What Is the Ketogenic Diet? All About the Latest Celebrity Weight-Loss Trend

Ketogenic (or keto for short) is a weight-loss diet favoured by Kim Kardashian, Megan Fox and Adriana Lima. Even health queen Gwyneth Paltrow jumped on the keto train. Here’s the breakdown of what keto is.

What is ketogenic diet?

The ketogenic diet was originally developed in the 1920s to help children with epilepsy. (We now know that specific foods, such as wheat, soy, sugar and dairy, can trigger seizures for some.) Since it’s a low-carb, high-fat diet, bodybuilders have been using it for years to lean out and add muscle mass. The theory goes that your body avoids carbohydrates for energy (the first one generally used) and goes straight for ketones, a compound produced by the kidneys from high-fat and high-protein foods. When you don’t give your body enough carbs for it to use as energy, the fat stores are used via ketones. You also eat less often, so there is intermittent fasting. In fact, some diet plans only allow one or two meals a day, which can be a tough change for those used to eating three meals a day with snacks between.

“On the ketogenic diet, 70 per cent or more of your calories come from fat,” says registered dietitian Christy Brissette, who is also the president of 80TwentyNutrition.com. “And it only allows five to 10 per cent of calories for carbohydrates.”

You may have also seen raspberry ketone supplements at the drugstore. Or you might even remember them from Dr. Oz’s show touted as the number one way to lose weight. They are said to help with weight loss in a similar way, but they are not part of the ketogenic diet. But Dr. Oz was pulled in front of a U.S. Senate subcommittee on Consumer Protection, Product Safety and Insurance for the lack of scientific evidence for this and other weight-loss products he was schlepping. So, there’s that.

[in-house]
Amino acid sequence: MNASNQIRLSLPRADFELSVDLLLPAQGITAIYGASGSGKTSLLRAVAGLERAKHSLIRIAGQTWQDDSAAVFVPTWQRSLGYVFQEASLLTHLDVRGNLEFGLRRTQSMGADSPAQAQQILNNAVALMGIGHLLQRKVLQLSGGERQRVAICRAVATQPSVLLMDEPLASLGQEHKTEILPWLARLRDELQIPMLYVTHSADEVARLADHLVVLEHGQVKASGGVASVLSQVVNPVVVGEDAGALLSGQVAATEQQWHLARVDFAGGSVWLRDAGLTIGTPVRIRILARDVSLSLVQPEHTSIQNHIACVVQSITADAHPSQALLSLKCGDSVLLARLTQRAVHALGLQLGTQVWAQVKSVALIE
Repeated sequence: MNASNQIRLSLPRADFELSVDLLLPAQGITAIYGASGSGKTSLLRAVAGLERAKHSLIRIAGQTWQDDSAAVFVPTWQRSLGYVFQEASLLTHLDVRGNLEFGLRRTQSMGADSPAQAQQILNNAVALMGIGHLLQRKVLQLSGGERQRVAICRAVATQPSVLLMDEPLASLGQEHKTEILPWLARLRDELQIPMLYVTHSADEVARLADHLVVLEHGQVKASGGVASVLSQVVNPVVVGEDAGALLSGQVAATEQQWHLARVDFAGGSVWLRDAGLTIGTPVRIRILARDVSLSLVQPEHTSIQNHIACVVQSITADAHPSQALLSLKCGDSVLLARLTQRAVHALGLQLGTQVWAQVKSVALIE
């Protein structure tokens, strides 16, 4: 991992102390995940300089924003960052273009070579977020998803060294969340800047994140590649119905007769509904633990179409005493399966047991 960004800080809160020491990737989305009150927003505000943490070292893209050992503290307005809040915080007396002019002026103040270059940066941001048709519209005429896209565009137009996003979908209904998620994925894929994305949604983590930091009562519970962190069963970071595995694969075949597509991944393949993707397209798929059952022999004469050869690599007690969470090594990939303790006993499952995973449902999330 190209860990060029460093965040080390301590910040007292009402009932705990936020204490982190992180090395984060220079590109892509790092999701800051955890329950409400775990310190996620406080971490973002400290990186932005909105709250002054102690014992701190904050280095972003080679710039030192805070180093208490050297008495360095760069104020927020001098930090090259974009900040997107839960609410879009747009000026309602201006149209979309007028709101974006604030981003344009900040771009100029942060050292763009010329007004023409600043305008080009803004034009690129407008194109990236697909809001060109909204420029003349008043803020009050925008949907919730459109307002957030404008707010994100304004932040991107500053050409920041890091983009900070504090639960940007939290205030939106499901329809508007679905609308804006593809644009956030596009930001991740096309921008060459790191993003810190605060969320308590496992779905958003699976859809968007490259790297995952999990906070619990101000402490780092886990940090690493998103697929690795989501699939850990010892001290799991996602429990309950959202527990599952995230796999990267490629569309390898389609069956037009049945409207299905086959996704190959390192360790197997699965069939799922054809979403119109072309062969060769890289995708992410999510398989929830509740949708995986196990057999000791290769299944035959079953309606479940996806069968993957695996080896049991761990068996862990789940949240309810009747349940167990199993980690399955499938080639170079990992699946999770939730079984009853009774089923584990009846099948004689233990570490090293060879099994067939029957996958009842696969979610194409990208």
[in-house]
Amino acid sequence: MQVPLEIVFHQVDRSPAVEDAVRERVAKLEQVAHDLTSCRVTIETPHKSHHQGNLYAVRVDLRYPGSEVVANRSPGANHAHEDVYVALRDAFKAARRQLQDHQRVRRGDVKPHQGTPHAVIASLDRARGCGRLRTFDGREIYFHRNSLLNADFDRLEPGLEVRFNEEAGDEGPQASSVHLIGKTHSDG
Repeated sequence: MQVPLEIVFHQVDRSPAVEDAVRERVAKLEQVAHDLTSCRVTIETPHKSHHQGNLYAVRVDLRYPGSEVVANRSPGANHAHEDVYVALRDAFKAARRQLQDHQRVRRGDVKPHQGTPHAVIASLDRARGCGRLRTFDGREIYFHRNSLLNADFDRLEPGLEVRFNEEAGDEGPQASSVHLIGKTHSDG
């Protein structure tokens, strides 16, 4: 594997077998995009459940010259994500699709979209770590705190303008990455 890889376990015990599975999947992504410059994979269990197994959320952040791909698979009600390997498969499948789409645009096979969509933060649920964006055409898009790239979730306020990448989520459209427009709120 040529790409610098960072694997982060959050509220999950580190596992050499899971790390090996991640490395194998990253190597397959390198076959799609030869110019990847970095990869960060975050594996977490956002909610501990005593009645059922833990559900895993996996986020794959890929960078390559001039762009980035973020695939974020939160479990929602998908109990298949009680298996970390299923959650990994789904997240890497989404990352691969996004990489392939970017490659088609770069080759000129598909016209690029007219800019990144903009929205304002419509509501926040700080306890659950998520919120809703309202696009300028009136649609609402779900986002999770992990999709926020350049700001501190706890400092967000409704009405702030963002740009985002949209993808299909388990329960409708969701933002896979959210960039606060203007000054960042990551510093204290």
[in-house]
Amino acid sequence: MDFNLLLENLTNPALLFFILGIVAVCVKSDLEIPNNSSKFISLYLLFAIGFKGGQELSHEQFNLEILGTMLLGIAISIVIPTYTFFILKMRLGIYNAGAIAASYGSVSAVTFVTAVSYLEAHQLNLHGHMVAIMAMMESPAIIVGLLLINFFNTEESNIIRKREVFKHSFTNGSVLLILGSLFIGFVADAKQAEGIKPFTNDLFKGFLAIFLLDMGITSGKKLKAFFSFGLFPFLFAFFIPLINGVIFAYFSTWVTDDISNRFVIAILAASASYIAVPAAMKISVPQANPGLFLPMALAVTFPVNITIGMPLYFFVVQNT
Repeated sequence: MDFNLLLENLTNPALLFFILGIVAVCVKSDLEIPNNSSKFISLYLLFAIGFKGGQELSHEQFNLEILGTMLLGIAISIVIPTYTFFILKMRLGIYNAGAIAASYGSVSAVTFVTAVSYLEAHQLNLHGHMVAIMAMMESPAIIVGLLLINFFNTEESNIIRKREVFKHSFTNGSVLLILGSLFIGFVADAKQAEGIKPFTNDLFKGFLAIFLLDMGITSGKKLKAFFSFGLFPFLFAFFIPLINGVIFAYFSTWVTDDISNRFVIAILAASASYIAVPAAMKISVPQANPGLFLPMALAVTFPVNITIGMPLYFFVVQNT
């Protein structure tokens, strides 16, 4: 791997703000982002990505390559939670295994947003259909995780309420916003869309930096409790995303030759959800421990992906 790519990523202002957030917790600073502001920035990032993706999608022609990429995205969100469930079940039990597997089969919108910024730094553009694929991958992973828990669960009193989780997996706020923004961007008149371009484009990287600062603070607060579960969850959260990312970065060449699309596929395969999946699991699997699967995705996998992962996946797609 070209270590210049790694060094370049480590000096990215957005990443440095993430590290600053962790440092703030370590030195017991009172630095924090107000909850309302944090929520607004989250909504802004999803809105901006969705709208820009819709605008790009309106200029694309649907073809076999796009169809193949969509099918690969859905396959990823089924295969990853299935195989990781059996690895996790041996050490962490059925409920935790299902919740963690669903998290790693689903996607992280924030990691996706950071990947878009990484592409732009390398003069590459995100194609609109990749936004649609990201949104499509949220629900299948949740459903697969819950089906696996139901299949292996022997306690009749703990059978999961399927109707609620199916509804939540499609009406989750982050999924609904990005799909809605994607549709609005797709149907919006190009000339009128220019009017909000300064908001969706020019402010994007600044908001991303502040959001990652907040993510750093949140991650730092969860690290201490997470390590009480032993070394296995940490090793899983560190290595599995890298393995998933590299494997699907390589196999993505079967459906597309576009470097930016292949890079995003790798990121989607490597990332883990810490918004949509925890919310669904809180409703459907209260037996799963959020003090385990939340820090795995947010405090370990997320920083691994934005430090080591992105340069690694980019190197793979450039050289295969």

What can you eat on the keto?

“It’s not all avocado and flax,” says Brissette. The rule of thumb? If it has fats—go for it.

Here’s a breakdown of what you can eat:

• Fatty meats, like beef, pork, lamb, venison and buffalo. And organs are very trendy RN on keto forums and blogs.
• Fatty fish, including mackerel, catfish, cod, halibut and salmon as well as fatty shellfish, like lobster, crab, scallops, muscles, oysters and squid
• Other fatty foods like dairy (i.e. cream, eggs, ghee, lard, lots of butter) and oils (think coconut oil and palm oil) because of their high-burn points for cooking.
• Carbs, such as leafy greens, cauliflower and mushrooms, are eaten minimally. Nothing starchy or high in natural sugars.

Is it healthy?

Before you stock up your fridge with bacon, we have a few notes. The portions of fats and carbs that we need to stay healthy aren’t at all achieved on this diet, says Brissette. She says that we need 35 per cent of our daily calories from healthy fats (and that doesn’t include keto-friendly steaks, fish and vegetable oils, like olive or flax) and 45 to 65 per cent from nutrient-dense carbs (think grains and colourful veggies, including broccoli).

As for the research that has come out showing Keto’s health benefits (namely lower blood sugar, blood cholesterol levels and others; read about one writer who reversed her Type 2 diabetes by embracing a high-fat diet), this is achieved because of the temporary weight loss—and this happens with all diets says Brissette. But it’s not sustainable, and you are cutting out the nutrients that are good for skin, nails and hair (which could be a deal-breaker for many women).

The weight loss isn’t sustainable, and there is a lot of stress on the kidneys to produce the ketones from fat stores. If you do decide to try the ketogenic diet, she advises talking to a registered dietitian or a doctor to determine if it’s right for you and if you are healthy enough to go on it.

But if there’s one takeaway from the ketogenic diet, Brissette says it’s that we should embrace fats—just make sure they’re the healthy ones.